Auditing and backtesting the FHS

In late summer of 1997 the most rigorous and extensive backtesting ever done on options, futures and swaps began at the London Clearing House, using FHS. Professors Giovanni Barone-Adesi and Kostas Giannopoulos oversaw the project. Les Vosper, an experienced senior analyst at the LCH, was responsible for auditing the model. David, our software developer, was a major component of the team. Stavros had designed and developed the database. Other in-house analysts joined the team for shorter periods to help with the auditing.

A database with historical prices for all the financial futures that were trading at that time on LIFFE, thousands of options written on them, as well positions of about one hundred fifty daily member accounts were retrieved from the archives and were pooled on a local server. In addition they were plain vanilla swaps in eight currencies with up to 5000 in each one. On each currency historical interest rates on the following maturities were collected,  ON,1W,1M, 2M, 3M, 6M, 9M, 12M, 1.5Y, 2Y, 2.5Y, 3Y, 3.5Y, 4Y, 4.5Y, 5Y, 5.5Y, 6Y, 6.5Y, 7Y, 7.5Y, 8Y, 8.5Y, 9Y, 9.5Y, 10Y.

After creating the database an extensive auditing on the historical price series of the futures and the options began. Rolling time series of returns, on each maturity, were created from the historical futures prices. For each of the 120 series of returns on futures a rigorous econometric analysis was carried out to select the best model from a set of GARCH and other conditional time series models. The criteria were set under both the prism of econometric tests and risk management goals. A similar econometric analysis was carried out on the rates for each currency and maturity.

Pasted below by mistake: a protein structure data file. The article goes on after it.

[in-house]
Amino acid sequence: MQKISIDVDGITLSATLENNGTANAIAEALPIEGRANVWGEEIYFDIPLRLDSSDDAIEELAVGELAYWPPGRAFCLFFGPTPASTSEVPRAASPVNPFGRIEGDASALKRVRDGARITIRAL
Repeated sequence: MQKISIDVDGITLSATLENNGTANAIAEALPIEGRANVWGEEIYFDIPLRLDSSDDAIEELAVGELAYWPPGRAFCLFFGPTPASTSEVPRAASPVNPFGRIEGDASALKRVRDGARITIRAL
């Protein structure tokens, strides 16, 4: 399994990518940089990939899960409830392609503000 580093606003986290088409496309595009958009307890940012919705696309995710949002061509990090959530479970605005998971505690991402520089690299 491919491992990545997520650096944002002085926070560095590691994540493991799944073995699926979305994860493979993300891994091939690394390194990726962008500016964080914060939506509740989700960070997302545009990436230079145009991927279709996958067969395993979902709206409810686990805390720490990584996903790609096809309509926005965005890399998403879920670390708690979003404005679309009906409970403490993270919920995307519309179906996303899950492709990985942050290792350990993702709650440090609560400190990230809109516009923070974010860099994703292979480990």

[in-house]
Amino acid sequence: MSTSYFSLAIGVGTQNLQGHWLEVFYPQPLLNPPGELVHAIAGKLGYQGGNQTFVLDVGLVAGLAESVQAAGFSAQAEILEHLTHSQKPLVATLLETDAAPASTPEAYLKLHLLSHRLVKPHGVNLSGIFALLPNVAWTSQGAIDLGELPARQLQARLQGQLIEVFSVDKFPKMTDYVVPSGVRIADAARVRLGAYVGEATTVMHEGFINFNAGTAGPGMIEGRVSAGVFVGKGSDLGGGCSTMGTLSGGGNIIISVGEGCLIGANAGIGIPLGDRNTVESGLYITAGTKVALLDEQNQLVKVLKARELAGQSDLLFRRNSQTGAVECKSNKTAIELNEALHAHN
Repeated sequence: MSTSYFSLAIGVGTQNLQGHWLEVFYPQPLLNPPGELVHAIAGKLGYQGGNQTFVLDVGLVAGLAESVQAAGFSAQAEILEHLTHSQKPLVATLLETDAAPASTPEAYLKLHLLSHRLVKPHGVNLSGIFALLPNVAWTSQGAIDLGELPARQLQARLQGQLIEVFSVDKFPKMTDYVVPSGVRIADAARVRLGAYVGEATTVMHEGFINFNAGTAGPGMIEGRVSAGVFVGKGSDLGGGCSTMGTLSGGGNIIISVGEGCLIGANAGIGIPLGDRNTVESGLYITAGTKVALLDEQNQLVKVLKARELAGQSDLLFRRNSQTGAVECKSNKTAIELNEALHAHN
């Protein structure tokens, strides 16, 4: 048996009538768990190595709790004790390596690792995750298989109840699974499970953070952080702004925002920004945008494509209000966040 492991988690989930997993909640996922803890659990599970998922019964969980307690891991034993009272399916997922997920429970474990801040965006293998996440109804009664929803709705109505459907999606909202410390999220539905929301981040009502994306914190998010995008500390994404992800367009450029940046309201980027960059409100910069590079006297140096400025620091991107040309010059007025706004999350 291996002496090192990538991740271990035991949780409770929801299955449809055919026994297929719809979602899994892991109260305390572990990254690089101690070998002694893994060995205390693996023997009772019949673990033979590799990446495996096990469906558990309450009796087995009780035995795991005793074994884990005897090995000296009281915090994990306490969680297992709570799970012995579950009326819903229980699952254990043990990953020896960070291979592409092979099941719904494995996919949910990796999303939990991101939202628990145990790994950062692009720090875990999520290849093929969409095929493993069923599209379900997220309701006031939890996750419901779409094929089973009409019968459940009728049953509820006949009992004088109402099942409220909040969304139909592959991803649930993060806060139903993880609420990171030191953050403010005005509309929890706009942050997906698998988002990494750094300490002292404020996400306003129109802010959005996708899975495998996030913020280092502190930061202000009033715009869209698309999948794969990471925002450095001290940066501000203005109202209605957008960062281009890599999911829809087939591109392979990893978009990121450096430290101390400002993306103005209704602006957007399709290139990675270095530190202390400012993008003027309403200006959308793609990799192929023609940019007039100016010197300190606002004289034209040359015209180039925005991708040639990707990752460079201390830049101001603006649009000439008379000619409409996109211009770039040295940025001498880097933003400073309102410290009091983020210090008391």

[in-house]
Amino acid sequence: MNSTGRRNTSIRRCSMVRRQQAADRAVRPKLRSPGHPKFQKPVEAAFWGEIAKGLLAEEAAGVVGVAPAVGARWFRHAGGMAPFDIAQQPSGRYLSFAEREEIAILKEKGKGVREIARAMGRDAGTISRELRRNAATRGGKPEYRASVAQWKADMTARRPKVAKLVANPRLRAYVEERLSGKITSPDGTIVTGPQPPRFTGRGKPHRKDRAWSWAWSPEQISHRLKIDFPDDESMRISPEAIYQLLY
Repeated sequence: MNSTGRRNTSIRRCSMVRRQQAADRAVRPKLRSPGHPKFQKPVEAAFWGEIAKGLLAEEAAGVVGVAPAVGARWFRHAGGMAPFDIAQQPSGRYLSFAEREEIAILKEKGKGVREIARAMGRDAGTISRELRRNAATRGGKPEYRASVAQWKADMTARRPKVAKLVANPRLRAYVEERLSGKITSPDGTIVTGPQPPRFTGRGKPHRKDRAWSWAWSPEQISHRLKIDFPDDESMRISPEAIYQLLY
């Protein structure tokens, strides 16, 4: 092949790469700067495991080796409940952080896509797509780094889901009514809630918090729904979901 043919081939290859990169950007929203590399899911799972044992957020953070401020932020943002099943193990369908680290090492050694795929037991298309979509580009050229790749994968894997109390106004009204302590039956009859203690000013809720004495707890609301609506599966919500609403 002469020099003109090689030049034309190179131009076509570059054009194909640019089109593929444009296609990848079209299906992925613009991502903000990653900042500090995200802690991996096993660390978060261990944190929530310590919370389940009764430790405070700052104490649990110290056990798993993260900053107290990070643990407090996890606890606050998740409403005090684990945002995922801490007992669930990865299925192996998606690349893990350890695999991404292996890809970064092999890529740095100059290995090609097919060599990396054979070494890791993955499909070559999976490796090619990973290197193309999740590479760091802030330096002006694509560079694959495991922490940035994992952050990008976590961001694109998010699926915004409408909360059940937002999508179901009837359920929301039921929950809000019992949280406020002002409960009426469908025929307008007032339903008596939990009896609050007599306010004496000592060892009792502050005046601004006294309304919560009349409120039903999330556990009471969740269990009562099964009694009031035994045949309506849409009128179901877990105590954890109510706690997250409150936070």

The econometric fitting was carried on out of sample information, using historical data ending a day before the first day of the backtesting period. During the backtesting the conditional mean and variance equations were recursively fed with updated returns to generate the simulated pathways for each underlying asset for the next ten days. Algorithms were developed to test automatically the validity of the econometric model on each day of the backtesting period and for each underlying asset. There were checks for structural breaks and other extreme irregularities to assess the need to recalibrate model parameters. Other algorithms checked the FHS-simulated scenarios for both contracts and member accounts or swaps books. They reported any suspect values and the results were verified with simulations carried out on independent software, such as RATS and excel. Irregularities and suspicious prices were either due to code errors or failures of the econometric models. Once the bug was fixed the backtesting re-started. For each day for a two year period, for about one hundred fifty accounts and swaps books with all possible combinations of stochastic or constant implied volatility and for stochastic or hedged FX rates. David was constantly modifying the software to audit the data and write new testing features. Nothing was left to chance.   

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